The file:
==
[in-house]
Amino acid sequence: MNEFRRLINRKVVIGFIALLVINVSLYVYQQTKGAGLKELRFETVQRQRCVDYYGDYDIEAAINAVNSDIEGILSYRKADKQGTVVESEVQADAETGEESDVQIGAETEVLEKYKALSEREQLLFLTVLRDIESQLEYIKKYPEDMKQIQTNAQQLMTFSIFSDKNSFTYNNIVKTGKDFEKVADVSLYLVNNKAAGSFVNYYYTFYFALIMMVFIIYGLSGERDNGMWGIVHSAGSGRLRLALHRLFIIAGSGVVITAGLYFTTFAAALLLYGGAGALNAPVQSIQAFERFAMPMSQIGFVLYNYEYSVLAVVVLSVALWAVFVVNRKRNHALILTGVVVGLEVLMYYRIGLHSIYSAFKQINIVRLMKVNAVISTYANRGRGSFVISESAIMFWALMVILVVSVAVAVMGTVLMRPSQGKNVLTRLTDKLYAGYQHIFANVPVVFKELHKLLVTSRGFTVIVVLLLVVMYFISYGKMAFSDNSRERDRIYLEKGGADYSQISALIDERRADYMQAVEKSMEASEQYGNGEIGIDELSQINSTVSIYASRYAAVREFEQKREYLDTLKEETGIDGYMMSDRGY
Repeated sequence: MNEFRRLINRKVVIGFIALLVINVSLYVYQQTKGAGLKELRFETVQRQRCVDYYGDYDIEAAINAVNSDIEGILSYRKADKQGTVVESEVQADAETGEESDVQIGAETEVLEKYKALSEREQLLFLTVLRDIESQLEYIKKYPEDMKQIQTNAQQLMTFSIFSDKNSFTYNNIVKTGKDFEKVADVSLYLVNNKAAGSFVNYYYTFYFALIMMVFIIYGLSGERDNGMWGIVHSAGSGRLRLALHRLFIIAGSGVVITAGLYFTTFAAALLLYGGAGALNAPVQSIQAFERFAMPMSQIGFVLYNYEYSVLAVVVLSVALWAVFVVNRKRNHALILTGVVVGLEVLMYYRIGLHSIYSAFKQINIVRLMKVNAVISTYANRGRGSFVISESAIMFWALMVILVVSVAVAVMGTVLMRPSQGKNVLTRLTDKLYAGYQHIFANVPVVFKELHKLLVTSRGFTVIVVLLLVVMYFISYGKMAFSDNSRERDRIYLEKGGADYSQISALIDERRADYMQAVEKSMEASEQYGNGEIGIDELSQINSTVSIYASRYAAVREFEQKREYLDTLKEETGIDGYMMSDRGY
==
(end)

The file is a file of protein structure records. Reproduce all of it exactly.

[in-house]
Amino acid sequence: MNEFRRLINRKVVIGFIALLVINVSLYVYQQTKGAGLKELRFETVQRQRCVDYYGDYDIEAAINAVNSDIEGILSYRKADKQGTVVESEVQADAETGEESDVQIGAETEVLEKYKALSEREQLLFLTVLRDIESQLEYIKKYPEDMKQIQTNAQQLMTFSIFSDKNSFTYNNIVKTGKDFEKVADVSLYLVNNKAAGSFVNYYYTFYFALIMMVFIIYGLSGERDNGMWGIVHSAGSGRLRLALHRLFIIAGSGVVITAGLYFTTFAAALLLYGGAGALNAPVQSIQAFERFAMPMSQIGFVLYNYEYSVLAVVVLSVALWAVFVVNRKRNHALILTGVVVGLEVLMYYRIGLHSIYSAFKQINIVRLMKVNAVISTYANRGRGSFVISESAIMFWALMVILVVSVAVAVMGTVLMRPSQGKNVLTRLTDKLYAGYQHIFANVPVVFKELHKLLVTSRGFTVIVVLLLVVMYFISYGKMAFSDNSRERDRIYLEKGGADYSQISALIDERRADYMQAVEKSMEASEQYGNGEIGIDELSQINSTVSIYASRYAAVREFEQKREYLDTLKEETGIDGYMMSDRGY
Repeated sequence: MNEFRRLINRKVVIGFIALLVINVSLYVYQQTKGAGLKELRFETVQRQRCVDYYGDYDIEAAINAVNSDIEGILSYRKADKQGTVVESEVQADAETGEESDVQIGAETEVLEKYKALSEREQLLFLTVLRDIESQLEYIKKYPEDMKQIQTNAQQLMTFSIFSDKNSFTYNNIVKTGKDFEKVADVSLYLVNNKAAGSFVNYYYTFYFALIMMVFIIYGLSGERDNGMWGIVHSAGSGRLRLALHRLFIIAGSGVVITAGLYFTTFAAALLLYGGAGALNAPVQSIQAFERFAMPMSQIGFVLYNYEYSVLAVVVLSVALWAVFVVNRKRNHALILTGVVVGLEVLMYYRIGLHSIYSAFKQINIVRLMKVNAVISTYANRGRGSFVISESAIMFWALMVILVVSVAVAVMGTVLMRPSQGKNVLTRLTDKLYAGYQHIFANVPVVFKELHKLLVTSRGFTVIVVLLLVVMYFISYGKMAFSDNSRERDRIYLEKGGADYSQISALIDERRADYMQAVEKSMEASEQYGNGEIGIDELSQINSTVSIYASRYAAVREFEQKREYLDTLKEETGIDGYMMSDRGY